Malaysia has agreed to allow a US exploration firm to resume the hunt for flight MH370, the transport minister said Friday, a year after the search was suspended.
The news came after the company, Ocean Infinity, said this week it had already dispatched a research vessel towards the expected search zone as it believed a deal would be finalised imminently.
The Malaysia Airlines jet disappeared in March 2014 with 239 people -- mostly from China -- on board en route from Kuala Lumpur to Beijing, triggering one of the world's greatest aviation mysteries.
No sign of the plane was found in a 120,000 square kilometre (46,000 square mile) search zone selected by satellite analysis of the jet's likely trajectory.
The Australian-led sea search, the largest in aviation history, was suspended in January last year.
But Malaysian Transport Minister Liow Tiong Lai told AFP that an agreement had now been made with the US firm, adding the deal was on a "no find, no fee" basis.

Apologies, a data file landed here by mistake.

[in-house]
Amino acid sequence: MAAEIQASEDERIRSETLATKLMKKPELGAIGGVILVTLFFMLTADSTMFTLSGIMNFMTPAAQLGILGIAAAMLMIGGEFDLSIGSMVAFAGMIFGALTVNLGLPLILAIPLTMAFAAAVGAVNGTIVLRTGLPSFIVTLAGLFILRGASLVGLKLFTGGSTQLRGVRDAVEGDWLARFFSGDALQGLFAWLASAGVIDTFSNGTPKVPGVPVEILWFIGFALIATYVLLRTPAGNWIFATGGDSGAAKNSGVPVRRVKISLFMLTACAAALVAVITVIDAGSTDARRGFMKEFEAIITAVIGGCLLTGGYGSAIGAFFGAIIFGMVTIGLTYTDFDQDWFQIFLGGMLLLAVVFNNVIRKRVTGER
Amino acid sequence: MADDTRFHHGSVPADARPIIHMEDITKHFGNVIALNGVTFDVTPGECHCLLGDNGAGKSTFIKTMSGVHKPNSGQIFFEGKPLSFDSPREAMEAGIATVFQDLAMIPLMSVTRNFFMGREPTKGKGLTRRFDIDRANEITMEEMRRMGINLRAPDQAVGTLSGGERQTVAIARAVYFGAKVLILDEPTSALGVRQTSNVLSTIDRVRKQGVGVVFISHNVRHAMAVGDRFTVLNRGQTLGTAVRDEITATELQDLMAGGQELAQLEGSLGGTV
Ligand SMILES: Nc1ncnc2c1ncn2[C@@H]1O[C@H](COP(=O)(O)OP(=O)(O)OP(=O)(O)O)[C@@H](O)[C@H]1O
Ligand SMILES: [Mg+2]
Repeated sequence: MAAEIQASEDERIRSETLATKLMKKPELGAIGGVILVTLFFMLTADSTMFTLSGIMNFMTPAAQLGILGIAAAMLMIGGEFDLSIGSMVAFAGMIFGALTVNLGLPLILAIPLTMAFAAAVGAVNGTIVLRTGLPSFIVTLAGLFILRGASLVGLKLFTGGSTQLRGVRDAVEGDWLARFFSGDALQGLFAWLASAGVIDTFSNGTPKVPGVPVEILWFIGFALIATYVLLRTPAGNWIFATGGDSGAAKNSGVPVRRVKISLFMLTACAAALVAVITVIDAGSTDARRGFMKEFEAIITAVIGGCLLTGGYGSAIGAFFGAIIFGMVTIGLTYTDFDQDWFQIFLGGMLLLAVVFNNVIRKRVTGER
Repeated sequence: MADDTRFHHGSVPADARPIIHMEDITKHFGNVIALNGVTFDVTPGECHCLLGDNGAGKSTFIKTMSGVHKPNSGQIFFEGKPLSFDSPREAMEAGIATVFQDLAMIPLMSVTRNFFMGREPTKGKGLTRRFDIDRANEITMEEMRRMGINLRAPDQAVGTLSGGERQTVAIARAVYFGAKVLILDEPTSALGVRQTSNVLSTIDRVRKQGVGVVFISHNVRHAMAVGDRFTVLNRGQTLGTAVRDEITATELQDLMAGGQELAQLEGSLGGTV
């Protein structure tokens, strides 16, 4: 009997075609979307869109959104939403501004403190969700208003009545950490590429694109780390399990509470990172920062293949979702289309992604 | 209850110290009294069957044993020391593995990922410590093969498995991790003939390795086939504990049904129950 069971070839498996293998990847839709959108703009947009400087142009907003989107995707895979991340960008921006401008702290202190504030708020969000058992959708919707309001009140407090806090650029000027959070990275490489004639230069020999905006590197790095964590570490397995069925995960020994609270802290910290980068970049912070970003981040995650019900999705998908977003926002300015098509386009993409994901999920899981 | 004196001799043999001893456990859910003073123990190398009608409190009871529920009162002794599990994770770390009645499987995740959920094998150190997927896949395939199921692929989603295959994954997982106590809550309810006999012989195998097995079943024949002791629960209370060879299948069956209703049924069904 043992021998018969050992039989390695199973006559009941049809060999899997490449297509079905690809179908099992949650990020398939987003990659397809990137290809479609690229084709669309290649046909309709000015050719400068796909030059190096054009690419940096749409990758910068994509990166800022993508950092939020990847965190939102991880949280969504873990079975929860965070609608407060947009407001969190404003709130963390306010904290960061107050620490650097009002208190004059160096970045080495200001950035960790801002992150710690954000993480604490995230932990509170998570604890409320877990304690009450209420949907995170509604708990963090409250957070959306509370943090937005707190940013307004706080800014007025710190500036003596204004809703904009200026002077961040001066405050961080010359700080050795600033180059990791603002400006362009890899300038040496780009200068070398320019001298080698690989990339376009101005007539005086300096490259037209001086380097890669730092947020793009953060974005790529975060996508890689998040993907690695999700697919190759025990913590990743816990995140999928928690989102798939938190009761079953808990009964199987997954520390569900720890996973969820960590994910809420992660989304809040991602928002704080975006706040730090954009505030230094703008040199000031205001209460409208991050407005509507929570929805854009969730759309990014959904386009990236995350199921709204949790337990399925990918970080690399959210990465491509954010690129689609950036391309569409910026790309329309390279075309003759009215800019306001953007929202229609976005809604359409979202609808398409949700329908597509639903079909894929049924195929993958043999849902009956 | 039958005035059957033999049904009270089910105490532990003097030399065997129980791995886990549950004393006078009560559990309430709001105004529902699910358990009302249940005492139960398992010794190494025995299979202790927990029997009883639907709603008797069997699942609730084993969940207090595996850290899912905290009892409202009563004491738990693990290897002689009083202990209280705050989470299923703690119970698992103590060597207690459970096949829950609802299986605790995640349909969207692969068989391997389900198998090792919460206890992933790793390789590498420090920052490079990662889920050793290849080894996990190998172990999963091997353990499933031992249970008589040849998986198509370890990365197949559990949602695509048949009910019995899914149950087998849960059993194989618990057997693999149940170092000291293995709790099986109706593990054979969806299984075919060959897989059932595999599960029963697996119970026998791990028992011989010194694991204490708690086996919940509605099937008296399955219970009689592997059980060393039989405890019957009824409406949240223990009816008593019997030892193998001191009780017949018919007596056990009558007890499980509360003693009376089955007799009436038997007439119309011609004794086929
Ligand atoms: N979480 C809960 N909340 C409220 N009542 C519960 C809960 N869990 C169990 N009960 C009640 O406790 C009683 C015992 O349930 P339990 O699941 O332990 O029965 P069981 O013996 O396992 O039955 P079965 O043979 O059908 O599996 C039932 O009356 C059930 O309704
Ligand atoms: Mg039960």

"It is our duty to look for answers and the plane, and as of today the government has decided to go ahead with the search," he said.
He added that a contract would be signed next week in Kuala Lumpur.
News of the decision was also sent to relatives of those on board the doomed jet.
The message, seen by AFP, said that the "MH370 Response Team wishes to note that the Government of Malaysia has engaged Ocean Infinity to undertake further search operation for MH370".
Norwegian research vessel Seabed Constructor, leased by Ocean Infinity for the search, set off from South Africa this month for the southern Indian Ocean, where MH370 is believed to have disappeared.
The firm wants to start the hunt during a period of good weather expected in January and February. The vessel is carrying several autonomous submarines which can be launched from the ship to scour the seabed for the jet.
Ocean Infinity has not given details of the new search area.
But Australia's national science body released a report in April suggesting the doomed plane was "most likely" north of the former search zone in an area of approximately 25,000 square kilometres.
Only three confirmed fragments of MH370 have been found, all of them on western Indian Ocean shores, including a two-metre wing part known as a flaperon.